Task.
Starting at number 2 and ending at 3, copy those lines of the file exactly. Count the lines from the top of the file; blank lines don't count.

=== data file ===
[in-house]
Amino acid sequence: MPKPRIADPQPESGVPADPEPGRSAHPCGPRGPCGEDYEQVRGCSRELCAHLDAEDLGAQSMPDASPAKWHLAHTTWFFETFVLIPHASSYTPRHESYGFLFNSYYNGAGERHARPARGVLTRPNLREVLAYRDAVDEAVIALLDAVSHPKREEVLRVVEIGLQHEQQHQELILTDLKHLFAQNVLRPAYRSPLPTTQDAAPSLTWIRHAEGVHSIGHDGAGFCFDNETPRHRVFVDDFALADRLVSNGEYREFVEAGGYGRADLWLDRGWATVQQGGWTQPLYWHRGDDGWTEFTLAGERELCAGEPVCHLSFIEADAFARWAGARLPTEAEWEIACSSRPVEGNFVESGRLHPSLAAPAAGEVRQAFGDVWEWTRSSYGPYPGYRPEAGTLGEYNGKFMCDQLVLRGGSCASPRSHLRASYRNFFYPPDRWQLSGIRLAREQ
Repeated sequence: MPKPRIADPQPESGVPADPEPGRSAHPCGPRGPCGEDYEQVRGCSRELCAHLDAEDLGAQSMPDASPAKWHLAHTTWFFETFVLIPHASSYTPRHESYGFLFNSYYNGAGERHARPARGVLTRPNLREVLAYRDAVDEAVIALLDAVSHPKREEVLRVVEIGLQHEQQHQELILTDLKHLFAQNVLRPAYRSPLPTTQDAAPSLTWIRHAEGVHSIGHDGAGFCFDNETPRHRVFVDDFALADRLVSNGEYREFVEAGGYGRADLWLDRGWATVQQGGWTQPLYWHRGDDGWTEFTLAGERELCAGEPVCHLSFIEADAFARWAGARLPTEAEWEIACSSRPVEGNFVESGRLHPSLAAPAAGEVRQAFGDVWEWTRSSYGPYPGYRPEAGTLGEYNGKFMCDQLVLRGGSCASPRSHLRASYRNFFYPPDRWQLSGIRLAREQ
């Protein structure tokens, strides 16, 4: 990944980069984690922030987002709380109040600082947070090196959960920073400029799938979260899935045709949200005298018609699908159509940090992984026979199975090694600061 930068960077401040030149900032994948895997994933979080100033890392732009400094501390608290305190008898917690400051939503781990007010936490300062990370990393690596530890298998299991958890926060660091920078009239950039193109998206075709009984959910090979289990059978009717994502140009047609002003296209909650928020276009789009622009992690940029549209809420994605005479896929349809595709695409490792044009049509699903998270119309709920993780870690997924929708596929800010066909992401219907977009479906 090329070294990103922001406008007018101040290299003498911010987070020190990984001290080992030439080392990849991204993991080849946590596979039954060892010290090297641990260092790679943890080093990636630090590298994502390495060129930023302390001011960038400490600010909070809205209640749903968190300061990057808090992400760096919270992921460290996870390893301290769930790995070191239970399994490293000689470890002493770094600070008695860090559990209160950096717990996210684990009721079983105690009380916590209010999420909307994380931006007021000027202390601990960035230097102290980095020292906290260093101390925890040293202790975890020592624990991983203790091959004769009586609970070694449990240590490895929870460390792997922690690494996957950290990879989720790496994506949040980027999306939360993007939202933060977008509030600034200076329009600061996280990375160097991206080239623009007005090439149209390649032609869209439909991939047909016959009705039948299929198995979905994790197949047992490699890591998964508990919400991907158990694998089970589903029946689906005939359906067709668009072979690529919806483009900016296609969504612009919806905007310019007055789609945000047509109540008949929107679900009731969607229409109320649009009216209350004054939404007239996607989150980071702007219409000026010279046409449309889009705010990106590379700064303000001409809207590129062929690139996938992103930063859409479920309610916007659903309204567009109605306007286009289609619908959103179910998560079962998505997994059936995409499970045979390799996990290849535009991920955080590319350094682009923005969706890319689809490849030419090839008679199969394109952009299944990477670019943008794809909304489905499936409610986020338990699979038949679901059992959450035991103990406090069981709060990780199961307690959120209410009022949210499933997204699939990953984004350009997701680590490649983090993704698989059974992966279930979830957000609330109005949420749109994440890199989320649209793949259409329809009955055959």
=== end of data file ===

Amino acid sequence: MPKPRIADPQPESGVPADPEPGRSAHPCGPRGPCGEDYEQVRGCSRELCAHLDAEDLGAQSMPDASPAKWHLAHTTWFFETFVLIPHASSYTPRHESYGFLFNSYYNGAGERHARPARGVLTRPNLREVLAYRDAVDEAVIALLDAVSHPKREEVLRVVEIGLQHEQQHQELILTDLKHLFAQNVLRPAYRSPLPTTQDAAPSLTWIRHAEGVHSIGHDGAGFCFDNETPRHRVFVDDFALADRLVSNGEYREFVEAGGYGRADLWLDRGWATVQQGGWTQPLYWHRGDDGWTEFTLAGERELCAGEPVCHLSFIEADAFARWAGARLPTEAEWEIACSSRPVEGNFVESGRLHPSLAAPAAGEVRQAFGDVWEWTRSSYGPYPGYRPEAGTLGEYNGKFMCDQLVLRGGSCASPRSHLRASYRNFFYPPDRWQLSGIRLAREQ
Repeated sequence: MPKPRIADPQPESGVPADPEPGRSAHPCGPRGPCGEDYEQVRGCSRELCAHLDAEDLGAQSMPDASPAKWHLAHTTWFFETFVLIPHASSYTPRHESYGFLFNSYYNGAGERHARPARGVLTRPNLREVLAYRDAVDEAVIALLDAVSHPKREEVLRVVEIGLQHEQQHQELILTDLKHLFAQNVLRPAYRSPLPTTQDAAPSLTWIRHAEGVHSIGHDGAGFCFDNETPRHRVFVDDFALADRLVSNGEYREFVEAGGYGRADLWLDRGWATVQQGGWTQPLYWHRGDDGWTEFTLAGERELCAGEPVCHLSFIEADAFARWAGARLPTEAEWEIACSSRPVEGNFVESGRLHPSLAAPAAGEVRQAFGDVWEWTRSSYGPYPGYRPEAGTLGEYNGKFMCDQLVLRGGSCASPRSHLRASYRNFFYPPDRWQLSGIRLAREQ